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The business advantages of having a nutrient management plan (nMP) for your farm are becoming increasingly obvious to farmers in all sectors of agriculture. it's not simply a matter of meeting local or industry regulations, either – an nMP can help you save money on your fertiliser bill, get better use from productive land, and build the long-term sustainability of your farming operation.
NMPs look at how the nutrient cycle is working on the whole farm, and its financial, environmental and social effects. The aim of developing and executing an NMP is to optimise the production and profit gained from any nutrient inputs by increasing the efficiency of nutrient use, while avoiding, or minimising, any adverse effects on the environment. The scope of an NMP is wide ranging; it examines the farm system as whole, going well beyond a nutrient budget.
NMPs are made up of a number of components, including:
There are a number of possible benefits to be gained from nutrient management planning. They go well beyond just meeting regulatory requirements, being a good custodian of the land and helping to maximise the production and profi tability of the farm business.
There is intensive public and regulatory scrutiny of the activities on dairy farms. Preparing an NMP and putting it into action will ensure any issues are covered.
With an NMP you can see if you need to change management practices to prevent leaching and surface run-off into sensitive areas, for example, by fencing off streams and capturing effluent from stand-off areas, or by changing the standing-off policy so that pugging is reduced; this will ensure pastures are looked after and nutrient run-off is prevented.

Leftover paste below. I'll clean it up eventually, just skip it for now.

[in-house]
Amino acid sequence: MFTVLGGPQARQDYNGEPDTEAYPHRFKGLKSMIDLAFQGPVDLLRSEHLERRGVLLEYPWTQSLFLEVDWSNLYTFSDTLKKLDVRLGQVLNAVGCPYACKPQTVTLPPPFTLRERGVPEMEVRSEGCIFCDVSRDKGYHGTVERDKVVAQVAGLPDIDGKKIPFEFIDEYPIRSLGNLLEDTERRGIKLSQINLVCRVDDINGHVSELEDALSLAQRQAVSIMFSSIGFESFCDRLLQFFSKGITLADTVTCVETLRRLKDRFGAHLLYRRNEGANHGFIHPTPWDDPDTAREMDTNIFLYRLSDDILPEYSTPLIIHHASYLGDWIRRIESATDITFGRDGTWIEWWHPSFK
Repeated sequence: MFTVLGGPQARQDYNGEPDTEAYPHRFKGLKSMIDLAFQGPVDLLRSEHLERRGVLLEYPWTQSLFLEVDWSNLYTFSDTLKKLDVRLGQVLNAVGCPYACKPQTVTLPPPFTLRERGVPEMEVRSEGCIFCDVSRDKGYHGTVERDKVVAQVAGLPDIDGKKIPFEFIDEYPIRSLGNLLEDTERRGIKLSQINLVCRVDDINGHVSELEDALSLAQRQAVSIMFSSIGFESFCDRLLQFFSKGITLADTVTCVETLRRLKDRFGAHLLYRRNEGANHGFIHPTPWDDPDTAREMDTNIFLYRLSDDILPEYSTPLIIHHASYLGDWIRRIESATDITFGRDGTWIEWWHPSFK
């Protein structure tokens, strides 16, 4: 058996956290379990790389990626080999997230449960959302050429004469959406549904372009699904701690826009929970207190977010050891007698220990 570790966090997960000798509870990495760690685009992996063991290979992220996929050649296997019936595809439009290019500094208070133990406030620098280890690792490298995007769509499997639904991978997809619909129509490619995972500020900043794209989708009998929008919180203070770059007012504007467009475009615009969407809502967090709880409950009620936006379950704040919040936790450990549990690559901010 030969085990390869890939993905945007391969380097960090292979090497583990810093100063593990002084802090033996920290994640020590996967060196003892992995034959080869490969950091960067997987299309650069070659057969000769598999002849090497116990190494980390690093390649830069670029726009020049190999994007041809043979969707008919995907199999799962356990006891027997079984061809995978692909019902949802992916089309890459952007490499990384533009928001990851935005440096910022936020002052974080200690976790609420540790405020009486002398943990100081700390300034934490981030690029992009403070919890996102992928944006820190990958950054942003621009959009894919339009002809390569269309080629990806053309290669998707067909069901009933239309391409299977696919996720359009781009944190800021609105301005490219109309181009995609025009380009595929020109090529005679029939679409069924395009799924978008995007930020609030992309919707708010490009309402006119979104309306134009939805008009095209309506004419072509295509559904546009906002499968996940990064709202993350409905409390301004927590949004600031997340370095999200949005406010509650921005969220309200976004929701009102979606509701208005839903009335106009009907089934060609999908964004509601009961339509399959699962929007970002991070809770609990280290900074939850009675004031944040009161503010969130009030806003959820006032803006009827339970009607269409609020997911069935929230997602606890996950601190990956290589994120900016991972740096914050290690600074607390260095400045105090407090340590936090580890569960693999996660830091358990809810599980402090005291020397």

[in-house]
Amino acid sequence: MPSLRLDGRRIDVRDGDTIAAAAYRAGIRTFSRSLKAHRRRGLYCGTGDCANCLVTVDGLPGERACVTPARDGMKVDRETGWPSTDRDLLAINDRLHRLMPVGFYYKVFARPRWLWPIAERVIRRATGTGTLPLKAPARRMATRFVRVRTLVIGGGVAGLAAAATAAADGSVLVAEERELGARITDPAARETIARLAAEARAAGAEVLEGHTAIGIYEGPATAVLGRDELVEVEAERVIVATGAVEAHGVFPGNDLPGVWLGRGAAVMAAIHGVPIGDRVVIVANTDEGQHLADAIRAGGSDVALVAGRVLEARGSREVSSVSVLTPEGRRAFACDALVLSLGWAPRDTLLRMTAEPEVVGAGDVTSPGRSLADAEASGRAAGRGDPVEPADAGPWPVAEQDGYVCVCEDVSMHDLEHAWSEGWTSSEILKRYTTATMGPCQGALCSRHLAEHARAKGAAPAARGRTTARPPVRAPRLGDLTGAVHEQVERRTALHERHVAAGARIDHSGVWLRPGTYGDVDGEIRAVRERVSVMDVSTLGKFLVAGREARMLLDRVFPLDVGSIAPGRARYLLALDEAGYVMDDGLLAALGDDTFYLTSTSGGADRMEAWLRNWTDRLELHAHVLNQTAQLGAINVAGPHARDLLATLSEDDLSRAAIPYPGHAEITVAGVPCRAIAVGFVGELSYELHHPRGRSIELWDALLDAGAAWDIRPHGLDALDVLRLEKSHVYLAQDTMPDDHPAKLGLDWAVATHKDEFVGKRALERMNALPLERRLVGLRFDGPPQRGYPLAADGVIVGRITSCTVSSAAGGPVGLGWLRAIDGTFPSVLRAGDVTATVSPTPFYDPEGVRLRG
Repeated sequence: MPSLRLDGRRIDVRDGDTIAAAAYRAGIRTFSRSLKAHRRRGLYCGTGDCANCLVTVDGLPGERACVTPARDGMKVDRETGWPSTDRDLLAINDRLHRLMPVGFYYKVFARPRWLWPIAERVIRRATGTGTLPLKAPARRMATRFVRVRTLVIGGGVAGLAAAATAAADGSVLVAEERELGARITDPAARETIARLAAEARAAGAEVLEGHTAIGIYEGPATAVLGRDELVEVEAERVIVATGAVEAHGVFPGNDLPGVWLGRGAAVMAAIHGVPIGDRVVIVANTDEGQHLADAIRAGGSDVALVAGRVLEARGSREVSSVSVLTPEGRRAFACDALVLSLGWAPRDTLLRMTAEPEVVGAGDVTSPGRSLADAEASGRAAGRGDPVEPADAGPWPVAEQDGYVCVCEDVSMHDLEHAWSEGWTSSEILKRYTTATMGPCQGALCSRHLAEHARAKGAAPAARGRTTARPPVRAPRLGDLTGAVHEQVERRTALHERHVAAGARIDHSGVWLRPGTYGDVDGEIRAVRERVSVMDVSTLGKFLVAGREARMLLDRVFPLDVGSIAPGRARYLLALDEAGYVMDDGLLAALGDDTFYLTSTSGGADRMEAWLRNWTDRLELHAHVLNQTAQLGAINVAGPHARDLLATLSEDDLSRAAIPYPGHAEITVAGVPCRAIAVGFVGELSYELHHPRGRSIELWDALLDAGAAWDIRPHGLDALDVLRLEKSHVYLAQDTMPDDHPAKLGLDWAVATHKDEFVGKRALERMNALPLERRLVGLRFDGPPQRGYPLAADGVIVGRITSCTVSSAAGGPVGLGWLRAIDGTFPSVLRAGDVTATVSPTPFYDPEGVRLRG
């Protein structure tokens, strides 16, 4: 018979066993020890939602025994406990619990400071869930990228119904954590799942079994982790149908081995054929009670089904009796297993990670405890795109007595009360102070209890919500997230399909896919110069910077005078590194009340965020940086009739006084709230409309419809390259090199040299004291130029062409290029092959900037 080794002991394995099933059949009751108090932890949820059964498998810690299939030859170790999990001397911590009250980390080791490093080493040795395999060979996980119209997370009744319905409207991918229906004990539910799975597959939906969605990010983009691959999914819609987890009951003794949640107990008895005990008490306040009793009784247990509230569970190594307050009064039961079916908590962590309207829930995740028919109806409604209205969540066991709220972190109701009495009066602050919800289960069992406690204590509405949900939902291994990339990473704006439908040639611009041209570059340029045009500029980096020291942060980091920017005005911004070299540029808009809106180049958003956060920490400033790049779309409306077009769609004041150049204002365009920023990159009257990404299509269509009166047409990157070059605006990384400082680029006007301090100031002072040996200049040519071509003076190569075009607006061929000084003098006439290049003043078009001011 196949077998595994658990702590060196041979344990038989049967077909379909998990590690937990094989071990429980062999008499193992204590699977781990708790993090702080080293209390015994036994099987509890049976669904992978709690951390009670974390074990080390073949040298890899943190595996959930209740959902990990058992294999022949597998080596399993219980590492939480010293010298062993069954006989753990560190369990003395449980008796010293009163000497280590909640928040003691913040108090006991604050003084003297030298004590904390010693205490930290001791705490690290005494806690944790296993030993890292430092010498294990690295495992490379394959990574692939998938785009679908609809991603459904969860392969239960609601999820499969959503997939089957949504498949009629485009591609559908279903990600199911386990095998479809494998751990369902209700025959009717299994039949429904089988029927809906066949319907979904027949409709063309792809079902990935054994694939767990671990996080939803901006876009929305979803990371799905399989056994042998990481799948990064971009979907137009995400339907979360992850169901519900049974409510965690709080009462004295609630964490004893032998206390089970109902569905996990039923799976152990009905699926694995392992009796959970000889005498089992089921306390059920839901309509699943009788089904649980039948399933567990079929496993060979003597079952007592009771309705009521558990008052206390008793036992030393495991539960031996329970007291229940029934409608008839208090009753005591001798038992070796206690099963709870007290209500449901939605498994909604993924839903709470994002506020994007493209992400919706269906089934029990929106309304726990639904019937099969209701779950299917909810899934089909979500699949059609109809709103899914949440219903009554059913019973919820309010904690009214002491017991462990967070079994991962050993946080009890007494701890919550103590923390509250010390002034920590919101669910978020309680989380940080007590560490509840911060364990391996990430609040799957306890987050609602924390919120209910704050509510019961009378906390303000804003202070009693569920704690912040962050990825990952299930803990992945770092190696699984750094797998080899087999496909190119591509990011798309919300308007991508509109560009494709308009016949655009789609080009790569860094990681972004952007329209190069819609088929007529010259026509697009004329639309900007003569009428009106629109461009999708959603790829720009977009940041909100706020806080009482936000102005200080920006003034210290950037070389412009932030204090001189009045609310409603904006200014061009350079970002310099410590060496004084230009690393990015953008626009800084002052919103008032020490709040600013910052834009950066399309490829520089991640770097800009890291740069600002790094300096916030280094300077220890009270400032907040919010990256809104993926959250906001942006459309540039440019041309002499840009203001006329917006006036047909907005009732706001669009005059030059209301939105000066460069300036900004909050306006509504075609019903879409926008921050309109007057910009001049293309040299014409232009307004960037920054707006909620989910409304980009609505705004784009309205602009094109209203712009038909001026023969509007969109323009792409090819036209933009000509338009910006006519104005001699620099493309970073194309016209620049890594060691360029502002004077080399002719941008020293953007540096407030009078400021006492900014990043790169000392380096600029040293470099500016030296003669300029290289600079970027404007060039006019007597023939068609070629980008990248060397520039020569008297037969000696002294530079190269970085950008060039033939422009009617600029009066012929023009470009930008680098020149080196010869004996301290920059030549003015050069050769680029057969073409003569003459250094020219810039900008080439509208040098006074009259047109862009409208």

An NMP will help you to develop a comprehensive fertiliser plan, identifying the most economic and efficient fertiliser strategies to keep soil fertility levels within the optimum range. This may well result in significant savings from the fertiliser budget.
An NMP also helps you to identify innovative effluent management strategies, for example, growing maize on effluent blocks. This is a win-win situation; the maize will require lower fertiliser inputs, and as it is nutrient hungry, will mop up excess nutrients from the effluent. Alternatively, different ways of capturing, treating and using effluent can be considered, including weeping walls, larger capacity storage ponds, low application rate effluent irrigation systems, increasing the size of your effluent block and timing applications for maximum benefits.
Planning will allow you to determine the nutrient requirements of different areas, so that you can apply exactly what is needed, where it is needed and when. For example, you may find you need to apply less P than you thought, that split fertiliser applications are a better option, or that the different areas of your farm require different fertiliser strategies. Getting your soil nutrition and pH right will result in a more profitable use of fertiliser, less waste and better production.
A part of this process is carrying out regular soil and herbage tests and using the results to feed into a nutrient budget. Regular pasture analysis will also allow you to measure trace element levels, which will have a positive impact on animal health. The trends in soil and herbage tests over time will help to build up a complete picture of the system and how it is working.
You can put together your own nutrient management plan - FertResearch has put out a template to help with this process. However it may be best to get it prepared by a trained advisor, competent at nutrient budgeting and with a detailed understanding of farm systems, nutrient cycling and environmental issues.
Article provided by Ballance Agri-Nutrients
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